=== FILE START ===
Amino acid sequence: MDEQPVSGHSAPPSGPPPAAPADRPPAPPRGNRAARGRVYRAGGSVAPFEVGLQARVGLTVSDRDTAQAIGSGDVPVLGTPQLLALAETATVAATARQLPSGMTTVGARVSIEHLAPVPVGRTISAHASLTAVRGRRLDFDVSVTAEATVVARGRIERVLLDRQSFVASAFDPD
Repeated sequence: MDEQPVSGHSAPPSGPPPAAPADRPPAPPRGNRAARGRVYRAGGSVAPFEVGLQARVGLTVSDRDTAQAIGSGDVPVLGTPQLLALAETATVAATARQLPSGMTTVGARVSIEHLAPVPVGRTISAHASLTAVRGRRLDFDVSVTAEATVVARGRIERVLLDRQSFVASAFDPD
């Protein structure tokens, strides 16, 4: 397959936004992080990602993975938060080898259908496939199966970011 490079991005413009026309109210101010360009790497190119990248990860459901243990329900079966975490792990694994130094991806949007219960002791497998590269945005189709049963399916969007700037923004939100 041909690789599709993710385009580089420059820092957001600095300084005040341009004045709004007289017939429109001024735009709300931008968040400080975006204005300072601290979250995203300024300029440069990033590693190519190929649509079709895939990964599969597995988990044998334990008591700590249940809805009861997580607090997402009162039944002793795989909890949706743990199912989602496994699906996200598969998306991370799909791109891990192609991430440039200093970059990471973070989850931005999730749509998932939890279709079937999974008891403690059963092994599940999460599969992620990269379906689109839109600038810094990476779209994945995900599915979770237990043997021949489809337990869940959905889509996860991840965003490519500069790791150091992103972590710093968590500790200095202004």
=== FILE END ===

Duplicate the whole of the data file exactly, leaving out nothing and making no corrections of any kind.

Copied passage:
Amino acid sequence: MDEQPVSGHSAPPSGPPPAAPADRPPAPPRGNRAARGRVYRAGGSVAPFEVGLQARVGLTVSDRDTAQAIGSGDVPVLGTPQLLALAETATVAATARQLPSGMTTVGARVSIEHLAPVPVGRTISAHASLTAVRGRRLDFDVSVTAEATVVARGRIERVLLDRQSFVASAFDPD
Repeated sequence: MDEQPVSGHSAPPSGPPPAAPADRPPAPPRGNRAARGRVYRAGGSVAPFEVGLQARVGLTVSDRDTAQAIGSGDVPVLGTPQLLALAETATVAATARQLPSGMTTVGARVSIEHLAPVPVGRTISAHASLTAVRGRRLDFDVSVTAEATVVARGRIERVLLDRQSFVASAFDPD
């Protein structure tokens, strides 16, 4: 397959936004992080990602993975938060080898259908496939199966970011 490079991005413009026309109210101010360009790497190119990248990860459901243990329900079966975490792990694994130094991806949007219960002791497998590269945005189709049963399916969007700037923004939100 041909690789599709993710385009580089420059820092957001600095300084005040341009004045709004007289017939429109001024735009709300931008968040400080975006204005300072601290979250995203300024300029440069990033590693190519190929649509079709895939990964599969597995988990044998334990008591700590249940809805009861997580607090997402009162039944002793795989909890949706743990199912989602496994699906996200598969998306991370799909791109891990192609991430440039200093970059990471973070989850931005999730749509998932939890279709079937999974008891403690059963092994599940999460599969992620990269379906689109839109600038810094990476779209994945995900599915979770237990043997021949489809337990869940959905889509996860991840965003490519500069790791150091992103972590710093968590500790200095202004």